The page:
The phrase "may you live in interesting times" is reputed to be an ancient Chinese curse. Unquestionably these are "interesting times" for the Channel Islands' funds industry with a raft of external pressures being applied to the islands' regulatory regimes in the form of US and European-led requirements. But in our case this need not necessarily be looked at as a curse. Those of us inclined to view our glasses as half-full may see opportunity amongst the changes.

For some time now the most pressing of concerns for the Islands' fund industry has been the Alternative Investment Fund Management Directive (AIFMD), a piece of European law-making intended to regulate the way investment funds offered to investors in the European Union are run. Much has been made of the need for the Islands to provide an "AIFMD-equivalent regime" whilst delays in producing the detail of what such a regime will need to be equivalent to have kept finance professionals waiting on tenterhooks.

With that detail finally being forthcoming we now have a chance to properly understand what faces us and take decisive action to move forward. Our response demonstrates the opportunities new regulations may create and so is well worth considering in more detail. Both islands' have stressed their commitment to offering equivalency and meeting EU timescales but what does that mean in the real world?

Guernsey Finance ran a masterclass in London earlier this month to explain its position. The steps being put forward broadly are as follows. Guernsey will offer a dual funds regime in which Guernsey managers can opt into complying with Guernsey's proposed new AIFMD equivalent rules for certain EU marketed funds (an entirely optional arrangement at the choice of the Guernsey manager) or use Guernsey's current regulatory regime which will continue unchanged for all Guernsey managers not wishing to opt in and for non-EU business. The new AIFMD rules will only apply if the Guernsey manager chooses to opt in (which they may do to gain access to investors in certain EU Member States for which there may otherwise be limited access following the incorporation of the AIFMD into relevant national laws). From 2015, these new rules should provide funds with a passport under which to access the entire European Union. Until then "Private Placement" (ie business as usual) will continue with limited directive requirements added. In fact some commentators expect this regime to continue well after 2015 depending upon the speed of progress inside Europe.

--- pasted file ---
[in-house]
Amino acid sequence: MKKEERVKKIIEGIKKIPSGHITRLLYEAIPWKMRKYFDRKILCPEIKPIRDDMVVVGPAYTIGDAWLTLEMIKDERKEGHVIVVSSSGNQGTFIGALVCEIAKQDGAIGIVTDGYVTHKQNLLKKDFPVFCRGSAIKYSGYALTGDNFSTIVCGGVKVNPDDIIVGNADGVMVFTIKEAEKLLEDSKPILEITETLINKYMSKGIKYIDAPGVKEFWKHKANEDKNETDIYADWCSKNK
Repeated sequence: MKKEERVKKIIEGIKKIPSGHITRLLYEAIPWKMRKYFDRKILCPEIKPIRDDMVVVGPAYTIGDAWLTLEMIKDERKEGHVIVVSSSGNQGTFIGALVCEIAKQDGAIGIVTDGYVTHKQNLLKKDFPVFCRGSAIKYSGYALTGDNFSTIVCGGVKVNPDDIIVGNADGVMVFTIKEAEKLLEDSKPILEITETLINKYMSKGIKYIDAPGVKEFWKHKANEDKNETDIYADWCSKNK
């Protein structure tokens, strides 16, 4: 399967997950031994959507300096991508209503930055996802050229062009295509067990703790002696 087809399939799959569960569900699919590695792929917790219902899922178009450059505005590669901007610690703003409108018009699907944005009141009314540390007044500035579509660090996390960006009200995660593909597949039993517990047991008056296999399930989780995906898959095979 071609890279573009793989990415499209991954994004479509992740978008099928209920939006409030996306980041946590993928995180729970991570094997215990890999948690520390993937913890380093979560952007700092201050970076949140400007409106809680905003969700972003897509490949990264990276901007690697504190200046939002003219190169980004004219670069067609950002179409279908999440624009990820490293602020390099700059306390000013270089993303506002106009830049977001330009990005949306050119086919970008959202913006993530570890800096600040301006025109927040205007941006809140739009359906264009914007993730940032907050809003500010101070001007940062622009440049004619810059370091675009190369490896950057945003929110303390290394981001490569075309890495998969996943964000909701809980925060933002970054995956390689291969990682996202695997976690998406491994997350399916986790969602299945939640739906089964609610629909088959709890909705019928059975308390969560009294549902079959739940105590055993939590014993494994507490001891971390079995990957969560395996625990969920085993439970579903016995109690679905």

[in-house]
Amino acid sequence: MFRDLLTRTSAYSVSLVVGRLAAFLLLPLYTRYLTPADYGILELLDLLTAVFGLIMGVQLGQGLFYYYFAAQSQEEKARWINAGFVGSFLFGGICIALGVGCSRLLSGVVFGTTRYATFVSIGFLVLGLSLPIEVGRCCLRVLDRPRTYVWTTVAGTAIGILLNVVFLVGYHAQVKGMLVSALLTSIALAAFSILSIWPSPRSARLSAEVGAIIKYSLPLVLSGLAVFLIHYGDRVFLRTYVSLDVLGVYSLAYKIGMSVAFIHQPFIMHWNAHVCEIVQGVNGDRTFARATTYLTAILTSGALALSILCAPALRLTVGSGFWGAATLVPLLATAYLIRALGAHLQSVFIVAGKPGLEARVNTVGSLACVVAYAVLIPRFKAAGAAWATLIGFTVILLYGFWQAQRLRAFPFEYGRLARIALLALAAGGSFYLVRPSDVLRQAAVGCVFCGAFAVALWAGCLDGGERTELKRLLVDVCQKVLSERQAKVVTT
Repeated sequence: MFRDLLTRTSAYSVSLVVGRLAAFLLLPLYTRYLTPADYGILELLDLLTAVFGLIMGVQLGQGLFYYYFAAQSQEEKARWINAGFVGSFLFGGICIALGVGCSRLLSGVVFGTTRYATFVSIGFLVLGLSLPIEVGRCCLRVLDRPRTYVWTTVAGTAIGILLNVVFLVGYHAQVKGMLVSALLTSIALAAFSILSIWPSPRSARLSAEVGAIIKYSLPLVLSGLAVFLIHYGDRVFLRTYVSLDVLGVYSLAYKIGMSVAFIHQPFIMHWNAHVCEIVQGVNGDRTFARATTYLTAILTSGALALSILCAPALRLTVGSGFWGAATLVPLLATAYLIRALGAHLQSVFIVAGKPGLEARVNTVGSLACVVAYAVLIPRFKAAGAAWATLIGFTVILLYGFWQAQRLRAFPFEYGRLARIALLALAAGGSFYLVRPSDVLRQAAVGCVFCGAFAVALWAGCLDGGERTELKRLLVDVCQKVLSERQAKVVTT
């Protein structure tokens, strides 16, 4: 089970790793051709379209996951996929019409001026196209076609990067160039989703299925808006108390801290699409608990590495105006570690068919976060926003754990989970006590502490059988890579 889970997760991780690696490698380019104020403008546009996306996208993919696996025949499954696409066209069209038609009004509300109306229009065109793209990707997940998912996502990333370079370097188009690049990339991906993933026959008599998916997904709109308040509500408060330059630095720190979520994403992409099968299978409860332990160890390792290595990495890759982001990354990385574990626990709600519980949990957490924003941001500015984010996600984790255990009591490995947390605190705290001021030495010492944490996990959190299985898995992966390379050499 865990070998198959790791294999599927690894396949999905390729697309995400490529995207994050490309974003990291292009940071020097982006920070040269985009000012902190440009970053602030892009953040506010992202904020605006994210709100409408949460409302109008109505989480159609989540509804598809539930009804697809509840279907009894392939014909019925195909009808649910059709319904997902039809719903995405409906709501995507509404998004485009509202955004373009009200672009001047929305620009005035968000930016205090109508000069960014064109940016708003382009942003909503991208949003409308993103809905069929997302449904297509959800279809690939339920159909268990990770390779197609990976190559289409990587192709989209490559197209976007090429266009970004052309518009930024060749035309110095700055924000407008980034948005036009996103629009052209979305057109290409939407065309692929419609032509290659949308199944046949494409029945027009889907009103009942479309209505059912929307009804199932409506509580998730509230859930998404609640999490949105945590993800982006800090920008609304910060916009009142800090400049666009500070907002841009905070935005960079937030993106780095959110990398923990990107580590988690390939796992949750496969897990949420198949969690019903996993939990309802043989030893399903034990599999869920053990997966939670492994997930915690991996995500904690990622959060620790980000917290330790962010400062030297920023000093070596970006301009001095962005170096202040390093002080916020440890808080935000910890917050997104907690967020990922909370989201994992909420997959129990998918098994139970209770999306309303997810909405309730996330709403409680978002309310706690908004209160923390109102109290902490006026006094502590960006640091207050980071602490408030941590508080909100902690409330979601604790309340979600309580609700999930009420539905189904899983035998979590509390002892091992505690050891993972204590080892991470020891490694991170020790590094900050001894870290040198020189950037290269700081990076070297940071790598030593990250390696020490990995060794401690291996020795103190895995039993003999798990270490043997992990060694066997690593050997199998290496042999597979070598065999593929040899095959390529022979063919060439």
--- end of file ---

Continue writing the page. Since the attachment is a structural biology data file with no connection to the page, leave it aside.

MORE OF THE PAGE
Jersey has similarly announced plans for an "opt-in regime" with both AIFM-compliant and non AIFM-compliant fund rules in place. These dual regimes offer a key advantage; EU managers will have to subject all their funds and investors to the full scope of the directive which will necessarily have cost implications, Guernsey and Jersey managers will have a choice whether to do so or not (a choice likely influenced by the location of their investor base).

This choice will give the islands a significant advantage over EU jurisdictions and professionals acknowledge this. For example the audience at a recent London Stock Exchange event heard a widely respected adviser on listed funds, Oriel Securities Partner Joe Winkley, say that he believed Guernsey would continue to dominate as a listing domicile going forward.

Another potential positive outcome for the islands is that managers may choose to relocate their businesses to the Islands in order to take advantage of these opportunities. To do so they will need to demonstrate that they are not simply establishing letterbox entities but businesses with real substance (with interpretations of substance ranging from a strong board of local directors all the way to taking on their own local officers and staff). The establishment of such businesses (alongside existing CI-based managers such as BlueCrest and Terra Firma) can only help in bringing further jobs and opportunities into the island economies.

So in the case of AIFMD, opportunities are arising from the threats. But that's AIFMD. Other buzzwords and acronyms will surely appear over the horizon soon. What's next? Interesting times indeed.

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